Composition de Francis Poulenc
Adapté de la pièce de Jean Cocteau
February 12th – 20th, 2016
(No performance February 14th, 2016)
Directed by Brian Dooley
Presented in French with English Surtitles
Poulenc’s La voix humaine is a telephonic chamber opera, a monologue with more emotional power than many larger-scale plays. In 1950’s Paris, we eavesdrop as a stylish and sophisticated woman makes a final phone call to the man who kept her as a mistress. Her new found dilemma is that he has decided to move on, leaving her alone, distraught and suicidal. Dignity turns to despair as we discover that she has already tried to kill herself. She laments: “If you did not love me and were not so awkward, this telephone could easily become a terrible weapon. A weapon that would leave no marks, nor make a noise…”.
For this production, 5% GST will apply to all ticket orders.
February 10 & 11 – Previews
Adults $15 / Students & Seniors $15
February 12 – Opening Night with Reception
Adults $30 / Seniors $25 / Students $20
February 13, 15, 16, 17, 18, 19, & 20
Adults $25 / Seniors $20 / Students $15
Advance tickets are available through the L’UniTheatre Box Office
La voix humaine (English: The Human Voice) is a forty-minute, one-act opera for soprano and orchestra composed by Francis Poulenc in 1958. The work is based on the play of the same name by Jean Cocteau, who, along with French soprano Denise Duval, worked closely with Poulenc in preparation for the opera’s premiere. The libretto consists of a woman’s last phone conversation with her lover, who now loves someone else. During the call, the woman reveals that she has attempted suicide because her lover has abandoned her.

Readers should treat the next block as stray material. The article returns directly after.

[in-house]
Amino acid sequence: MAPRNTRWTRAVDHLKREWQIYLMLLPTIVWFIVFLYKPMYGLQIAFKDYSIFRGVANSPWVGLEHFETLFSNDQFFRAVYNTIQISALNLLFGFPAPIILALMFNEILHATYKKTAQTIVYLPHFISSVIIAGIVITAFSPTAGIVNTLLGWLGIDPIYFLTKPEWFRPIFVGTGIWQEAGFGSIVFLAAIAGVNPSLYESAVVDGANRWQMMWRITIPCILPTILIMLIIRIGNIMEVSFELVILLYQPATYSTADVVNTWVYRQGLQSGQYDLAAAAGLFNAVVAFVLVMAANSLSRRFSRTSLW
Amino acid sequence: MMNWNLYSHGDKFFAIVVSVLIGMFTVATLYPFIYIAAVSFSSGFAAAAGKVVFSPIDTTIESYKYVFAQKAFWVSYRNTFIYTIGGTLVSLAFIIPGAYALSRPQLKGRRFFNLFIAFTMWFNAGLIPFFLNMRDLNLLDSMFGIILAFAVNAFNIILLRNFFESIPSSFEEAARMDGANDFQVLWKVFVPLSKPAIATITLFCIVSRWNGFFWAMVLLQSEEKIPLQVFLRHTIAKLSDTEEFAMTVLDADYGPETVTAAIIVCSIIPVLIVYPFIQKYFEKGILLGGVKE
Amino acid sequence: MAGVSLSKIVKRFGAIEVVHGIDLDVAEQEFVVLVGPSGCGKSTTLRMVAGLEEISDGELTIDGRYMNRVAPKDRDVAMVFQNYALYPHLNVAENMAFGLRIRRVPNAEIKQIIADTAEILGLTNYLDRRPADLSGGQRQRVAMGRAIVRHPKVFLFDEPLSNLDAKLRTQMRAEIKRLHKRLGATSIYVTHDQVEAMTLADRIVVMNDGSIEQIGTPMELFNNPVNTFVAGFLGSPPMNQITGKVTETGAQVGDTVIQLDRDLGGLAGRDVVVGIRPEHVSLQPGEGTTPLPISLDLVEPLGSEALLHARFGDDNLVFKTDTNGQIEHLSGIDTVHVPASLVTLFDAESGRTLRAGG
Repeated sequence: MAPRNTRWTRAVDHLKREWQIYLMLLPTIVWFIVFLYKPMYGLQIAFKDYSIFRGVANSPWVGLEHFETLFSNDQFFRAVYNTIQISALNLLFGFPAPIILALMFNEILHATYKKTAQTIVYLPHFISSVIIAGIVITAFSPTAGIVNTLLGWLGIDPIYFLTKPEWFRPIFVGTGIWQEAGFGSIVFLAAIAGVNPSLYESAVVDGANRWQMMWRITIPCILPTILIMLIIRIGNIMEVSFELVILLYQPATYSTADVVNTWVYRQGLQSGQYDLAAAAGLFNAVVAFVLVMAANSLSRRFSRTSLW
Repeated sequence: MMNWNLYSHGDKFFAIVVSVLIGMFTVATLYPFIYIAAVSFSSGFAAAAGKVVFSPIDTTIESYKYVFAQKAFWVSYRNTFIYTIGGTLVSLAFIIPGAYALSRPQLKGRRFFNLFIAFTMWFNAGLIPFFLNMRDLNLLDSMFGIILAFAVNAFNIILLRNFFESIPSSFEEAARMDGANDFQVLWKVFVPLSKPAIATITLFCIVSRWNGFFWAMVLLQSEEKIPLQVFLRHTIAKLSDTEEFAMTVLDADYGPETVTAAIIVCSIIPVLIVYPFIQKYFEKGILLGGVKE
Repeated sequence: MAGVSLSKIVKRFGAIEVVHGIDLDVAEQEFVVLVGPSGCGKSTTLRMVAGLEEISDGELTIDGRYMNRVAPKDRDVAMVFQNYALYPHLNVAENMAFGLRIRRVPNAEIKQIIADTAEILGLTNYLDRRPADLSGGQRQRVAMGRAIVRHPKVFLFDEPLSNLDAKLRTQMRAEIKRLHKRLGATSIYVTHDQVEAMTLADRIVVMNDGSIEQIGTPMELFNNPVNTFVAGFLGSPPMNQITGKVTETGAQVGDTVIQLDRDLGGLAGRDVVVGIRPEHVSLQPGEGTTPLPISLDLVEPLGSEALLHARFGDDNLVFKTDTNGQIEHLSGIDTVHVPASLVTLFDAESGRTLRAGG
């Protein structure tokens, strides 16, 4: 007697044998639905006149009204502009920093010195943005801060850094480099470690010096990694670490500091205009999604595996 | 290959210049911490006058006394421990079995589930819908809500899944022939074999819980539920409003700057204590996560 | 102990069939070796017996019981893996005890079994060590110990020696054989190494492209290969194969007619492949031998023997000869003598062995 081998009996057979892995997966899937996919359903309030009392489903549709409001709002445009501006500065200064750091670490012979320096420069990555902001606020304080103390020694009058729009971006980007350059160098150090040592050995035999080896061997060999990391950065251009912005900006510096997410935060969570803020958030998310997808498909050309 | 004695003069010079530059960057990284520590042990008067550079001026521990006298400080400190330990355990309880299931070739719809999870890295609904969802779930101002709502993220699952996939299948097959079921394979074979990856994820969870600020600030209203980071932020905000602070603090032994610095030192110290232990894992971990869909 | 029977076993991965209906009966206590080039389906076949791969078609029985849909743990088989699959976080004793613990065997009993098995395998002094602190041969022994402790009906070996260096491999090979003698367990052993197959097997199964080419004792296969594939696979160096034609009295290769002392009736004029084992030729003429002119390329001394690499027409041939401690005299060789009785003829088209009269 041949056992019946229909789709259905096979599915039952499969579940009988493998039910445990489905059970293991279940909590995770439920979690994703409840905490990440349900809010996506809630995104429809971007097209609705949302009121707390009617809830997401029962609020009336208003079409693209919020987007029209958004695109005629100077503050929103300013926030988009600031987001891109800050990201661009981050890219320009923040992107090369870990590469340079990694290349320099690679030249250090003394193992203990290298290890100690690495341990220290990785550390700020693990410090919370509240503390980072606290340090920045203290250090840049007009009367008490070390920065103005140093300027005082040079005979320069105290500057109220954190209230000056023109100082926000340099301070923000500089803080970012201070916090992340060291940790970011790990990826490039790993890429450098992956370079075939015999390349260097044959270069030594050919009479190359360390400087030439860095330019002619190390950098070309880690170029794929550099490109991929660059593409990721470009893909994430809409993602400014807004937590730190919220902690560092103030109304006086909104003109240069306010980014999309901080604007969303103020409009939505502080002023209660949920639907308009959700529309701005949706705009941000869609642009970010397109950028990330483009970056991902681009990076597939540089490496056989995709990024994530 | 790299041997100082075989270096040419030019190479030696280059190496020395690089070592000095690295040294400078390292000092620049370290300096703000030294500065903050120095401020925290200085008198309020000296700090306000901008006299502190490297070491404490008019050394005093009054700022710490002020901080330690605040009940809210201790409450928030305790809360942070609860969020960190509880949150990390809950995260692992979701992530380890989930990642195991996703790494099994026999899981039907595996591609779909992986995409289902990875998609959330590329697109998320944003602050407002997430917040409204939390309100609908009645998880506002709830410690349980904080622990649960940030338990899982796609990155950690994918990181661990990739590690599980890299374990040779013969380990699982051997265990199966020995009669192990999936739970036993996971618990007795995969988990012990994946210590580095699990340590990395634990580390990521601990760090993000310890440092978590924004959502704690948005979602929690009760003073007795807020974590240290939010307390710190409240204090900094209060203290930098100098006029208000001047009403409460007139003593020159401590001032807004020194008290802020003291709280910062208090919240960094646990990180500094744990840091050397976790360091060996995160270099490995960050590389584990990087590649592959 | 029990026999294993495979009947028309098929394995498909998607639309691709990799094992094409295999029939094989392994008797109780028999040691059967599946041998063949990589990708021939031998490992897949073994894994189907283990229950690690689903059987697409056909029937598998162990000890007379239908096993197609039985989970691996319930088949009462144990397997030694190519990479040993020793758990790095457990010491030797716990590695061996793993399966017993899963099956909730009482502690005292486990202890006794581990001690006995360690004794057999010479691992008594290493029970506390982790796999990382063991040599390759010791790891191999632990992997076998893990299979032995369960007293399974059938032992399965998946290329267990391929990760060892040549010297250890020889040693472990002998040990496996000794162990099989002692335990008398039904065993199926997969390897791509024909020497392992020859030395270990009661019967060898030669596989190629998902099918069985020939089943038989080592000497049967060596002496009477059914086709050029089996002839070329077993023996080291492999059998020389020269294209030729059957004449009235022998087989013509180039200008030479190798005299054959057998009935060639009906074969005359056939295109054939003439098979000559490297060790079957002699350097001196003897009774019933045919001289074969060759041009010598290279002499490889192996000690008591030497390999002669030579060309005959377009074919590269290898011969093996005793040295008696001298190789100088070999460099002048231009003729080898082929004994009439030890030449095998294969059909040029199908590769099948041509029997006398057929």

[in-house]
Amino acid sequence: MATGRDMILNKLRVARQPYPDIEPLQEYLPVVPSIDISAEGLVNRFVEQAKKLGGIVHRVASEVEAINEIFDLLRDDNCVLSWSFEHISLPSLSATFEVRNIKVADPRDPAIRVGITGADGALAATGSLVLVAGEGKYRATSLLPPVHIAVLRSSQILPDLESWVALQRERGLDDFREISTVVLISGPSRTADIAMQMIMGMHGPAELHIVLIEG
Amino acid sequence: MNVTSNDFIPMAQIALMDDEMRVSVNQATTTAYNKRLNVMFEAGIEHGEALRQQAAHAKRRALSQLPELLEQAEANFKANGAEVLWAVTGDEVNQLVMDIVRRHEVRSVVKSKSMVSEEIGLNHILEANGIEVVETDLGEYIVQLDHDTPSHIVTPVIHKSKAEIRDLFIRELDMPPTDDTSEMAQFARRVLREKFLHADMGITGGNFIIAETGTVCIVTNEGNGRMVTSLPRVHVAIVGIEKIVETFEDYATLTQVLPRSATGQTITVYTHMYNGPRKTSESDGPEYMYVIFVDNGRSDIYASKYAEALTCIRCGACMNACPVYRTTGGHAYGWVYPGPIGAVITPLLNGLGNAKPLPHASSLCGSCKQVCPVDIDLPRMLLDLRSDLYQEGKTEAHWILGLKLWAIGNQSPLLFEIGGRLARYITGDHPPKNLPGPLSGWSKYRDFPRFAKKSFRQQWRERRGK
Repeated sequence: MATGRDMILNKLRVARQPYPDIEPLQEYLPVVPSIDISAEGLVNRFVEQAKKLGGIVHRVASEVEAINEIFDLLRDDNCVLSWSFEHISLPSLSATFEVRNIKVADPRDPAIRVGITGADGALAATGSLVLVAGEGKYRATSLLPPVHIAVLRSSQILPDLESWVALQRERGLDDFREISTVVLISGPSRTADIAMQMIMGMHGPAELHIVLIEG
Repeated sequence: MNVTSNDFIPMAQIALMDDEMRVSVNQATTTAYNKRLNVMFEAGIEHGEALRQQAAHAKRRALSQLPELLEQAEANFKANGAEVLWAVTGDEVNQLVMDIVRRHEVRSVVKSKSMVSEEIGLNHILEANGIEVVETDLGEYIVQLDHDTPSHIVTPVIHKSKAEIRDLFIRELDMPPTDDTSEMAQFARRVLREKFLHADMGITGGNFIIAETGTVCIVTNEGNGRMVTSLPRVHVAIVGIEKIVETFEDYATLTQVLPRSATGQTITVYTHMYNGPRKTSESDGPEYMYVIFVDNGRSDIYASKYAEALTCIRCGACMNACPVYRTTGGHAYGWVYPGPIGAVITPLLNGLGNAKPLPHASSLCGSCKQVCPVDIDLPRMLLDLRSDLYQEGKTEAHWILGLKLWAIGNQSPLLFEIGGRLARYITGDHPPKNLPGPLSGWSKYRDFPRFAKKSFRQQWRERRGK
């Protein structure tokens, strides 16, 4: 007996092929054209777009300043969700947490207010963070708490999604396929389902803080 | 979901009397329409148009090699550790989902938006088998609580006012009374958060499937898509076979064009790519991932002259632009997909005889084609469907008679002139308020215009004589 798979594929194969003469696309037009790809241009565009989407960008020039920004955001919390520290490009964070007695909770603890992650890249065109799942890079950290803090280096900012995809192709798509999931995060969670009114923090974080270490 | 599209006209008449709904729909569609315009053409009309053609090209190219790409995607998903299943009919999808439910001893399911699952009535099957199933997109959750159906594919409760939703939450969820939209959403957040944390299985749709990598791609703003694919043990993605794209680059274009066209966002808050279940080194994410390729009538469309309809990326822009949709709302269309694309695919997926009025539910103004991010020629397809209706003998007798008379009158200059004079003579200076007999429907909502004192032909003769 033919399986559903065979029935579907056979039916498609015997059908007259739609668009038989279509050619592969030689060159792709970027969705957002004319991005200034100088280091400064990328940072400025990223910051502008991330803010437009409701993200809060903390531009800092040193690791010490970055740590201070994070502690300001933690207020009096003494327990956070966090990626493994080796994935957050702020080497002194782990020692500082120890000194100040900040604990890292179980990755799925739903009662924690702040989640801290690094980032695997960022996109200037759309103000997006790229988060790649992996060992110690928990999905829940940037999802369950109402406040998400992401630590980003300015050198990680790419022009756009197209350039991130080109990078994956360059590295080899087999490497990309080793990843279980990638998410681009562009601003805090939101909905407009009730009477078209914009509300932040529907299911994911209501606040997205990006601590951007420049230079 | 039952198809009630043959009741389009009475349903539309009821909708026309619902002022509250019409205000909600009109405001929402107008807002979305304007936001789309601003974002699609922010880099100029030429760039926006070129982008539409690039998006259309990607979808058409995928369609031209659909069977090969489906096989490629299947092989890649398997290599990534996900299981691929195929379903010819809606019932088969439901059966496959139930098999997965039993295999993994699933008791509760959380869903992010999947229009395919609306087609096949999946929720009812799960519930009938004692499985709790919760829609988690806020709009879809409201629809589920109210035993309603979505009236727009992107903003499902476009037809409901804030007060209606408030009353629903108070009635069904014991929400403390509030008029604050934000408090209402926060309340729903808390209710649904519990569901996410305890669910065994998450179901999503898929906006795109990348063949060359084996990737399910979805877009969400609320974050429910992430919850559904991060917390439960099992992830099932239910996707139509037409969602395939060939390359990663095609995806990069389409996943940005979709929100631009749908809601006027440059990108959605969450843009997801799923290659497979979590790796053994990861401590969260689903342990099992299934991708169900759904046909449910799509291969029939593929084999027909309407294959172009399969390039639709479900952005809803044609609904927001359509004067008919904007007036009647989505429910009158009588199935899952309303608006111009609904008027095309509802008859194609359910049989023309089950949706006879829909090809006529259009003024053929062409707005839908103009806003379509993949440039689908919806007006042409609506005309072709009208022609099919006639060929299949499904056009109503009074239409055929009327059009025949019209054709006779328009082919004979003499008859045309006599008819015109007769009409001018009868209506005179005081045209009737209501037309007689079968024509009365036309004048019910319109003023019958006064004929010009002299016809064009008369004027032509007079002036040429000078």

The curtain opens to reveal a bedroom where a woman (Elle) lies unmoving on the ground.[n 4] She changes position once before finally rising. Although she makes to leave the room, the phone rings and she returns to answer it. The woman receives two wrong numbers before her ex-lover is able to get through to her. She lies to him, saying that she went out with her friend Marthe the previous night, and that she took one pill to help her fall asleep when she returned. The couple discuss their past relationship, and Elle blames herself for their problems, claiming, “Tout est ma faute.” Throughout their conversation, they experience numerous telephone problems, and their connection finally cuts out completely. When Elle calls her lover’s home phone, she discovers that he is not there and assumes that he is at a restaurant. He calls her back, and Elle reveals that she has lied during their conversation; instead of going out with Marthe the previous night, she took twelve sleeping pills in an attempted suicide. She then called Marthe, who arrived with a doctor to save her. Elle suddenly hears music in the background, and she grows suspicious that her lover is at the home of his new girlfriend. She expresses her suspicions to him several times until the end of the opera, but he never admits to his true location. Elle also reveals her obsession with the telephone, explaining that she has slept with it in her bed for the past two nights. Their connection fails once again, and Elle panics. Her lover calls her back once more, and she informs him that she now has the telephone cord wrapped around her neck. Telling him she loves him over and over, she sinks into her bed and drops the receiver, possibly strangling herself with its cord in the process.